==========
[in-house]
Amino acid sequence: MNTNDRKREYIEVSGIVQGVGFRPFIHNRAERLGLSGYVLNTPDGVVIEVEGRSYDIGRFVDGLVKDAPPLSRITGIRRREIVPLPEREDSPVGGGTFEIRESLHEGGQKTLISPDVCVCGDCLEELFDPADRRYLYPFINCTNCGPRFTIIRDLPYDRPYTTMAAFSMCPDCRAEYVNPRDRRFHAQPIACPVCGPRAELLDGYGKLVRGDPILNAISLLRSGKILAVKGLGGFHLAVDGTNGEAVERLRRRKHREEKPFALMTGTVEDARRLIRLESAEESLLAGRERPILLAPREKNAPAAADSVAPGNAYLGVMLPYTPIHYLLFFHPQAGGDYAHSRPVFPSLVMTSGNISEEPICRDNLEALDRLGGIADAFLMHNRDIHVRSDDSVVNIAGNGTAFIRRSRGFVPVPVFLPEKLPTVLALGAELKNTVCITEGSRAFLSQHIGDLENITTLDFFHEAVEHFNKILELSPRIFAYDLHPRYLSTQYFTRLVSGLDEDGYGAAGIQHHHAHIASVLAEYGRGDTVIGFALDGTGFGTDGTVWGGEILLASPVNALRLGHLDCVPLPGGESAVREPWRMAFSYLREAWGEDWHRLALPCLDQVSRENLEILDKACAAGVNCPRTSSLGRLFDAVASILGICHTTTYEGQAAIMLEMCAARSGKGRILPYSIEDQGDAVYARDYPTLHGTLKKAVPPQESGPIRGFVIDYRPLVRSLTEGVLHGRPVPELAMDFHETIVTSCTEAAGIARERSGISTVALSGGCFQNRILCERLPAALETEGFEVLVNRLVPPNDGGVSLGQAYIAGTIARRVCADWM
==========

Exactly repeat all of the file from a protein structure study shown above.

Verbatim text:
[in-house]
Amino acid sequence: MNTNDRKREYIEVSGIVQGVGFRPFIHNRAERLGLSGYVLNTPDGVVIEVEGRSYDIGRFVDGLVKDAPPLSRITGIRRREIVPLPEREDSPVGGGTFEIRESLHEGGQKTLISPDVCVCGDCLEELFDPADRRYLYPFINCTNCGPRFTIIRDLPYDRPYTTMAAFSMCPDCRAEYVNPRDRRFHAQPIACPVCGPRAELLDGYGKLVRGDPILNAISLLRSGKILAVKGLGGFHLAVDGTNGEAVERLRRRKHREEKPFALMTGTVEDARRLIRLESAEESLLAGRERPILLAPREKNAPAAADSVAPGNAYLGVMLPYTPIHYLLFFHPQAGGDYAHSRPVFPSLVMTSGNISEEPICRDNLEALDRLGGIADAFLMHNRDIHVRSDDSVVNIAGNGTAFIRRSRGFVPVPVFLPEKLPTVLALGAELKNTVCITEGSRAFLSQHIGDLENITTLDFFHEAVEHFNKILELSPRIFAYDLHPRYLSTQYFTRLVSGLDEDGYGAAGIQHHHAHIASVLAEYGRGDTVIGFALDGTGFGTDGTVWGGEILLASPVNALRLGHLDCVPLPGGESAVREPWRMAFSYLREAWGEDWHRLALPCLDQVSRENLEILDKACAAGVNCPRTSSLGRLFDAVASILGICHTTTYEGQAAIMLEMCAARSGKGRILPYSIEDQGDAVYARDYPTLHGTLKKAVPPQESGPIRGFVIDYRPLVRSLTEGVLHGRPVPELAMDFHETIVTSCTEAAGIARERSGISTVALSGGCFQNRILCERLPAALETEGFEVLVNRLVPPNDGGVSLGQAYIAGTIARRVCADWM